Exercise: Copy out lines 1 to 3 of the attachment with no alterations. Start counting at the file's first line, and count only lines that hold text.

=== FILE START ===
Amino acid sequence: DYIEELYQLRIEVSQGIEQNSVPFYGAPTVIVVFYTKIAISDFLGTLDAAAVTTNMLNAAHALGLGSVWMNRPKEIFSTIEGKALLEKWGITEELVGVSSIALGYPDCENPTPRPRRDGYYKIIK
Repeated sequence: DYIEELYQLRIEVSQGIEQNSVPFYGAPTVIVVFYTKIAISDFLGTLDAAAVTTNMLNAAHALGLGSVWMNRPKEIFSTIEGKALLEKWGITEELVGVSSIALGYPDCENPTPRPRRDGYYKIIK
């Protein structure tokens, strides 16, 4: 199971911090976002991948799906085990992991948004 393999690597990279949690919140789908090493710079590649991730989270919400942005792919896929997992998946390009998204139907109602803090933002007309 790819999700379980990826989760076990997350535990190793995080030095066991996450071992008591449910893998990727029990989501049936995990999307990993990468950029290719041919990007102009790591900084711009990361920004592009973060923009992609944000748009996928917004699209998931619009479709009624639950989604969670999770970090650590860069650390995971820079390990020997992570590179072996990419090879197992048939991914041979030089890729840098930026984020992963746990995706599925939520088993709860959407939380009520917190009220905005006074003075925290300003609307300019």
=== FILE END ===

Amino acid sequence: DYIEELYQLRIEVSQGIEQNSVPFYGAPTVIVVFYTKIAISDFLGTLDAAAVTTNMLNAAHALGLGSVWMNRPKEIFSTIEGKALLEKWGITEELVGVSSIALGYPDCENPTPRPRRDGYYKIIK
Repeated sequence: DYIEELYQLRIEVSQGIEQNSVPFYGAPTVIVVFYTKIAISDFLGTLDAAAVTTNMLNAAHALGLGSVWMNRPKEIFSTIEGKALLEKWGITEELVGVSSIALGYPDCENPTPRPRRDGYYKIIK
């Protein structure tokens, strides 16, 4: 199971911090976002991948799906085990992991948004 393999690597990279949690919140789908090493710079590649991730989270919400942005792919896929997992998946390009998204139907109602803090933002007309 790819999700379980990826989760076990997350535990190793995080030095066991996450071992008591449910893998990727029990989501049936995990999307990993990468950029290719041919990007102009790591900084711009990361920004592009973060923009992609944000748009996928917004699209998931619009479709009624639950989604969670999770970090650590860069650390995971820079390990020997992570590179072996990419090879197992048939991914041979030089890729840098930026984020992963746990995706599925939520088993709860959407939380009520917190009220905005006074003075925290300003609307300019």